So you see, even though the PLO was considered our mortal enemy for decades, we were willing to sit down with them because they were willing to give up their terrorist activities and negotiate peace. Therein lies the difference between them and Hamas - Hamas has made their position very clear: Israel has no right to exist and all its citizens are "fair game". How can we think of sitting with them with that kind of attitude?

Therefore, I agree with Barak - we can only talk with them if they renounce terrorism and are willing to negotiate in good faith on a two-state solution (which I totally support).
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Old 05-09-2011, 03:41 PM   #348
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Meanwhile back in Manhattan,

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...City University of New York’s decision to deny playwright Tony Kushner an honorary degree—and now perhaps reinstate it—is cutting-edge. It is cutting-edge because the debate over Kushner’s degree is, at heart, a debate over whether people who want Israel to be a secular rather than a Jewish state can be tolerated in public life. That’s a debate that Americans, and particularly American Jews, haven’t had since the 1940s. But it’s returning in a big way.
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...Well into the 20th century, many American Jews opposed the creation of a Jewish state. Many Reform Jews were anti-Zionist because they feared a Jewish state would raise questions about Jewish loyalty to the US. Many Socialist Jews were anti-Zionist because they believed the proletariat should unite across religious and ethnic lines. Many Orthodox Jews were anti-Zionist because they believed that returning Jews to the land of Israel was God’s job, not man’s. Even when Jews began arriving in Palestine in large numbers, prominent Jewish intellectuals like Martin Buber, Albert Einstein, Henrietta Szold, the founder of the American Jewish women’s organization, Hadassah, and Judah Magnes, the American-born founder of Hebrew University, argued for the creation of a secular state in which neither Jews nor Arabs would have pride of place.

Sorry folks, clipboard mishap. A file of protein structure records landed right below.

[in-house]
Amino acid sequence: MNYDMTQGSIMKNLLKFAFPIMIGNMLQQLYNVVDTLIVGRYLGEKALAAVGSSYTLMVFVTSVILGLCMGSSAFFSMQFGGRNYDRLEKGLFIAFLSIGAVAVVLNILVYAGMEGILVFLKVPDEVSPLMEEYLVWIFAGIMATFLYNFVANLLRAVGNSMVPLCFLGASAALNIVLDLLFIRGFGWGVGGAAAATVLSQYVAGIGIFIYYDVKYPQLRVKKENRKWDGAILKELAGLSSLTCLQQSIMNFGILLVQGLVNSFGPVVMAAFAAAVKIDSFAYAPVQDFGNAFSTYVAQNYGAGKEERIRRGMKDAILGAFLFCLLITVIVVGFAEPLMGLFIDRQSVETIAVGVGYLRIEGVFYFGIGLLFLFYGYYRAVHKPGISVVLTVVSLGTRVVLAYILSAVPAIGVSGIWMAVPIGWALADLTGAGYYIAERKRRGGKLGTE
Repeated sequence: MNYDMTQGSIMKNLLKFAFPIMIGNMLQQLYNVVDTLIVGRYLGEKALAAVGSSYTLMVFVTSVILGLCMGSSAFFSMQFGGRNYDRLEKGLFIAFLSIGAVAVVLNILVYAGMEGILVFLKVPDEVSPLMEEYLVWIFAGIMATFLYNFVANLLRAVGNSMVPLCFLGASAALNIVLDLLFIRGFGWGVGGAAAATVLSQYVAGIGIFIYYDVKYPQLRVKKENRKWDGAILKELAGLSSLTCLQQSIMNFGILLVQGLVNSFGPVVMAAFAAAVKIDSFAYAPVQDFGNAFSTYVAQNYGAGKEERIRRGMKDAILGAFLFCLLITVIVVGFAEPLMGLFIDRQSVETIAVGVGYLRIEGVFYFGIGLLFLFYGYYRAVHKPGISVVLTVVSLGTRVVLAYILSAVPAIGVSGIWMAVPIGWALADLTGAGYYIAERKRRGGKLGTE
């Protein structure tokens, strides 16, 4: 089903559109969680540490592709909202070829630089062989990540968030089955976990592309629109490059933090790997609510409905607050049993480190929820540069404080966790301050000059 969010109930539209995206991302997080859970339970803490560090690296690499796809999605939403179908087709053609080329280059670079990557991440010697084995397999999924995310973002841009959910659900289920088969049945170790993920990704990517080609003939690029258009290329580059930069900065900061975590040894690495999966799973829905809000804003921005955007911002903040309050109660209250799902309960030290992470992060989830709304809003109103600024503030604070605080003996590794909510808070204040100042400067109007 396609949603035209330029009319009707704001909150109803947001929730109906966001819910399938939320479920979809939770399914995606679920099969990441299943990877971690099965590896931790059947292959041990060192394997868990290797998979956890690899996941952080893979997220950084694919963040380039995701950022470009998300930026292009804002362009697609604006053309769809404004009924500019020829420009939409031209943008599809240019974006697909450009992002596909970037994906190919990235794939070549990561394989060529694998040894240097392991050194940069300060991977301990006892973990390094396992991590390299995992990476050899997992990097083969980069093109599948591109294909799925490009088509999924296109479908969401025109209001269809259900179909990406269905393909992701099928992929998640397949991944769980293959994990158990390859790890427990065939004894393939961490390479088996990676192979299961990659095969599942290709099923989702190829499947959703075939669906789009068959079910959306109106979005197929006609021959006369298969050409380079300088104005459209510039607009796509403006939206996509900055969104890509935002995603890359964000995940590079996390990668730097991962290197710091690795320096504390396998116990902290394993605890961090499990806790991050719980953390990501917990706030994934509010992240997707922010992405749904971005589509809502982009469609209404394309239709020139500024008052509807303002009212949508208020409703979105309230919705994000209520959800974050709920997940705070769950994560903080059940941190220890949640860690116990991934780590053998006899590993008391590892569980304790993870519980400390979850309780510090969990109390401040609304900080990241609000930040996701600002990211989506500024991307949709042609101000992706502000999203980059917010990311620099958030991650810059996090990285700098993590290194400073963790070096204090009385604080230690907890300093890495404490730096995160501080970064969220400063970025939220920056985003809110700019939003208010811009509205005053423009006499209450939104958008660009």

The Holocaust and the wars that followed Israel’s creation largely obliterated that vision, and by 1967, when Israel conquered the West Bank, Zionism was as uncontroversial an element of American Jewish identity as matzo ball soup. But that’s starting to change. The reason is that for many liberal American Jews, Israel’s legitimacy as a Jewish state is bound up with its status as a democratic state. As former prime ministers Ehud Barak and Ehud Olmert have acknowledged, Israel’s occupation of the West Bank imperils that. Ever since 1967—for more than two-thirds of its existence—Israel has held dominion over millions of West Bank Palestinians who lack citizenship simply because they are not Jews. Creating a Palestinian state in the West Bank and Gaza Strip would remedy that, but with 300,000 Jewish settlers in the West Bank, and an additional 200,000 in East Jerusalem, more and more close observers fear the window for creating such a state has closed. As former Knesset speaker Avraham Burg wrote last month in Haaretz, “I am not at all sure that a two-state solution formula is alive.”

Enter Tony Kushner. Kushner says he believes that Buber and Magnes were right: “that democratic government must be free of ethnic or religious affiliation.”